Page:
Manski CF (1993) Identification of endogenous social effects: the reflection problem. Rev Econ Stud 60(3):531–542

Meyer C (2000) Matrix analysis and applied linear algebra, Volume 2. Society for Industrial and Applied Mathematics

Monge M, Hartwick F, Halgin D (2008) How change agents and social capital influence the adoption of innovations among small farmers. Technical report, IFPRI Discussion Paper 00761. Washington, DC: IFPRI

Nair H, Manchanda P, Bhatia T (2010) Asymmetric social interactions in physician prescription behavior: The role of opinion leaders. J Mark Res 47(5):883–895

Neilson W, Wichmann B (2014) Social networks and non-market valuations. J Environ Econ Manag 67(2):155–170

Neilson W, Winter H (2008) Votes based on protracted deliberations. J Econ Behav Org 67(1):308–321

Onnela JP, Saramäki J, Hyvönen J, Szabó G, Lazer D, Kaski K, Kertész J, Barabási AL (2007) Structure and tie strengths in mobile communication networks. Proc Natl Acad Sci 104(18):7332–7336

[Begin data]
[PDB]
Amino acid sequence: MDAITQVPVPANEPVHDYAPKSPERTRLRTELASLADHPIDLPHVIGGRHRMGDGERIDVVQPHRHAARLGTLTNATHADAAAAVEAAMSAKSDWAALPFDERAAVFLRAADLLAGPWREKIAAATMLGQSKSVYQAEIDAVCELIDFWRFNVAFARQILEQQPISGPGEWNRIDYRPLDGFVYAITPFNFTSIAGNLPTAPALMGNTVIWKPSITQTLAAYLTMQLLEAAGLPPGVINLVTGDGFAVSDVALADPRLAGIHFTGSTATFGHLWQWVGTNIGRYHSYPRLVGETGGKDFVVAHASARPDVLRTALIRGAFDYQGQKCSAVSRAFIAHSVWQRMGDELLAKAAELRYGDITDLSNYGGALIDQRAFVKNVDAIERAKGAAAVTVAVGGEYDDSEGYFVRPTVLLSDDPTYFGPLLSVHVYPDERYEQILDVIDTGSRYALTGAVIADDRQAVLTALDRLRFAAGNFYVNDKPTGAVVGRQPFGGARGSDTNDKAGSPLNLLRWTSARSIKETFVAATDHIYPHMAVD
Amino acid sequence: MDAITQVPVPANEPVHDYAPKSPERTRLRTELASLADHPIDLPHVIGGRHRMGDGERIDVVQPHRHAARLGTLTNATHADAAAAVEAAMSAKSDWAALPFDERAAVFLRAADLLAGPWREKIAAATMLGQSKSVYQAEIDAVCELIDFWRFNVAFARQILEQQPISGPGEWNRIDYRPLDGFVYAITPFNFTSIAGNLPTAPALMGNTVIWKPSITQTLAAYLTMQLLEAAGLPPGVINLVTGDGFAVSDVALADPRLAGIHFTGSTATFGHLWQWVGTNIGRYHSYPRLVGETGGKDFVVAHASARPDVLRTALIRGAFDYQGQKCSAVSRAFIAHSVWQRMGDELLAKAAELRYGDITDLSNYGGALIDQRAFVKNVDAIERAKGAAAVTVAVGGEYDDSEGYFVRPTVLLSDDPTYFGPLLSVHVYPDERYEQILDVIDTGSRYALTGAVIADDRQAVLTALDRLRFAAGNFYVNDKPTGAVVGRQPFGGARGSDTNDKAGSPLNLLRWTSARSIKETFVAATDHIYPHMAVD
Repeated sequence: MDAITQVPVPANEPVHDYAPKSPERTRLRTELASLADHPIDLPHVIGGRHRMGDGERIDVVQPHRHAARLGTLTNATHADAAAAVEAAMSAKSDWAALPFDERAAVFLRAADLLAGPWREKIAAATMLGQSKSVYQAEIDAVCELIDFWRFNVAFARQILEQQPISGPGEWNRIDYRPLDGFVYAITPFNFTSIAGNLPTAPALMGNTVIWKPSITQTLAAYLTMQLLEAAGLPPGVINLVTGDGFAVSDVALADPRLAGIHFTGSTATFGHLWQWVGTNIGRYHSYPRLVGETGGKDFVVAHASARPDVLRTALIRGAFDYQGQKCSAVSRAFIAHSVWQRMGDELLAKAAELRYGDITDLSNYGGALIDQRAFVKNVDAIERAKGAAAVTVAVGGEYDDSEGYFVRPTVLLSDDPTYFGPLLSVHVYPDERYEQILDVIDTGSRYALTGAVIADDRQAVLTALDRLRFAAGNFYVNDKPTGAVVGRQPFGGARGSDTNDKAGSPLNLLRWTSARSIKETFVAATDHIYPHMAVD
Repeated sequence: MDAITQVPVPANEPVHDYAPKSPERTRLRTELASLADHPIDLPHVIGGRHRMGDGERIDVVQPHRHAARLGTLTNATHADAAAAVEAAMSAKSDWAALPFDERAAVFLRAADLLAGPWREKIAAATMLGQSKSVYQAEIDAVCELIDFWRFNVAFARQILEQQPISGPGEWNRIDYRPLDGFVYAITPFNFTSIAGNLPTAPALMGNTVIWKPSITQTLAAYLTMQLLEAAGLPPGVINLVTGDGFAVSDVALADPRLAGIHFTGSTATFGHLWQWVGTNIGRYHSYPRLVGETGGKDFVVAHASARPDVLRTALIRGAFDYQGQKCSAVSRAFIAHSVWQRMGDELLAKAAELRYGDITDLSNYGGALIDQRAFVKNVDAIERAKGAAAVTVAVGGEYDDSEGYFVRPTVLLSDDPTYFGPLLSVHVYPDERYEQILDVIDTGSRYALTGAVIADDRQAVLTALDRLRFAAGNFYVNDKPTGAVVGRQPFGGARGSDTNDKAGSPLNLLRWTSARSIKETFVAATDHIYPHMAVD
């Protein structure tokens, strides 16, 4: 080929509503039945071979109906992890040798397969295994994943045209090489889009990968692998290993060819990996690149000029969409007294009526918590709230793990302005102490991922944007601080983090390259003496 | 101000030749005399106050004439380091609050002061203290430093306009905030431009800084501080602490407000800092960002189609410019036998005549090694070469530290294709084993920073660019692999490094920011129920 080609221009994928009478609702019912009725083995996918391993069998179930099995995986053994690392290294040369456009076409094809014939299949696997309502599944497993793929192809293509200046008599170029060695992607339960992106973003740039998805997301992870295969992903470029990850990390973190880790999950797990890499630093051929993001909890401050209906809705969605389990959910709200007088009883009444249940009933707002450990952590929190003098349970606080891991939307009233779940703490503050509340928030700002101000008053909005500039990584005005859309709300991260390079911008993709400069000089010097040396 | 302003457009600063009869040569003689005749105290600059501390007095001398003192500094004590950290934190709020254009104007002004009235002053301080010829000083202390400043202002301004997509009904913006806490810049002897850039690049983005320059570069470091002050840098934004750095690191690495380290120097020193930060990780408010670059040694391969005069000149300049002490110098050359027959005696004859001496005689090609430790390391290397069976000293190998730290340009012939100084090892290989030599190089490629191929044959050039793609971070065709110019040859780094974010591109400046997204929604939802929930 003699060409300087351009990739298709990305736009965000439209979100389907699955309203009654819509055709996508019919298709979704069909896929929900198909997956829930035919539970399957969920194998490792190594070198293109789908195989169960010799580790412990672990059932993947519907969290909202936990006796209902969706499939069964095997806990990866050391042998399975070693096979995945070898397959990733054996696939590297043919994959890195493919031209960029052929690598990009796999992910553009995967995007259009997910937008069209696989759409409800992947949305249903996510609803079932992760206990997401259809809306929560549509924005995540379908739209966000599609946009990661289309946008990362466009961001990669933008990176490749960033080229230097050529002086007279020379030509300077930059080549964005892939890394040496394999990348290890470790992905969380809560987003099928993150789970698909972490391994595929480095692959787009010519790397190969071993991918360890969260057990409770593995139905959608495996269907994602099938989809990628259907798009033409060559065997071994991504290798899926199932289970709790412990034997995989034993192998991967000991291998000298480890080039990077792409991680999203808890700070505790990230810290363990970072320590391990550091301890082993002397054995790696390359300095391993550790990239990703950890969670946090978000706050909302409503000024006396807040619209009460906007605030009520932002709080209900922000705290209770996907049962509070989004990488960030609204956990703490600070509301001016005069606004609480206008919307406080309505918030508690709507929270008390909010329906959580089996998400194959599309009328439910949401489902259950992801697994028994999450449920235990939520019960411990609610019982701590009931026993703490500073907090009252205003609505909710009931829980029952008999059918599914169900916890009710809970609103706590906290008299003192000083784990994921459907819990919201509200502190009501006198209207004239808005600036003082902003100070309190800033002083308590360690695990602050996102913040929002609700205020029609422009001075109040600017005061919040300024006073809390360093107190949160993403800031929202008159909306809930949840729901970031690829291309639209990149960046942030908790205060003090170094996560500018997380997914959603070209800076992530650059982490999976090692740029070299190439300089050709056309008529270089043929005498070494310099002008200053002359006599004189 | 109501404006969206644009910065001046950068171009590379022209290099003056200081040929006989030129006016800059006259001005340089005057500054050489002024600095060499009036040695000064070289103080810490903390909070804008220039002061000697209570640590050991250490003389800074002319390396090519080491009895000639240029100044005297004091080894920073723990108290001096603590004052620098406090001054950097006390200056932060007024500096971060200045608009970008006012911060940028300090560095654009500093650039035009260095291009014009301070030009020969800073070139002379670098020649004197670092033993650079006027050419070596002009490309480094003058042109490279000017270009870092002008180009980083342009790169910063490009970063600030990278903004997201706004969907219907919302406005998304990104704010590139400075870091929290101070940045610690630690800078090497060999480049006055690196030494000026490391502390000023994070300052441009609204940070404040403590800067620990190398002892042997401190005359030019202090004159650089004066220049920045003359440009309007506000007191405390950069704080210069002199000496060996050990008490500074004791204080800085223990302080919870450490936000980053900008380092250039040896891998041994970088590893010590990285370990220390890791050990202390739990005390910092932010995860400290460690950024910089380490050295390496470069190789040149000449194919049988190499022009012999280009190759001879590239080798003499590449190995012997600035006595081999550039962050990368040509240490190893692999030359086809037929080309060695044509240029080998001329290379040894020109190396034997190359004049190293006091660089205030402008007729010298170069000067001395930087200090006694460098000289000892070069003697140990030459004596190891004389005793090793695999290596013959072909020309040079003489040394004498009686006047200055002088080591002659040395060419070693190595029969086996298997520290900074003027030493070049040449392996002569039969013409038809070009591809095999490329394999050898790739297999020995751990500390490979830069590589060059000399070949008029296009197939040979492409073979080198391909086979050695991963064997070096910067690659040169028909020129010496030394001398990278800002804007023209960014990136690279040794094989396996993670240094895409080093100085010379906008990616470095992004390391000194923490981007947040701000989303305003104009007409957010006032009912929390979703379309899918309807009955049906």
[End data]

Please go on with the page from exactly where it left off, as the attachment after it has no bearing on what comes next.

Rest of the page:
Taussky O (1949) A recurring theorem on determinants. Am Math Mon 56(10):672–676

Wasserman S, Faust K (1994) Social Network Analysis: Methods and Applications. Cambridge University Press, Cambridge

Watts DJ, Strogatz SH (1998) Collective dynamics of small-world networks. Nature 393(6684):440–442

## Author information

### Authors and Affiliations

### Corresponding author

## Rights and permissions

## About this article

### Cite this article

Wichmann, B. Agents of Change and the Approximation of Network Outcomes: a Simulation Study.
*Netw Spat Econ* **15**, 17–41 (2015). https://doi.org/10.1007/s11067-014-9266-2

Published:

Issue Date:

DOI: https://doi.org/10.1007/s11067-014-9266-2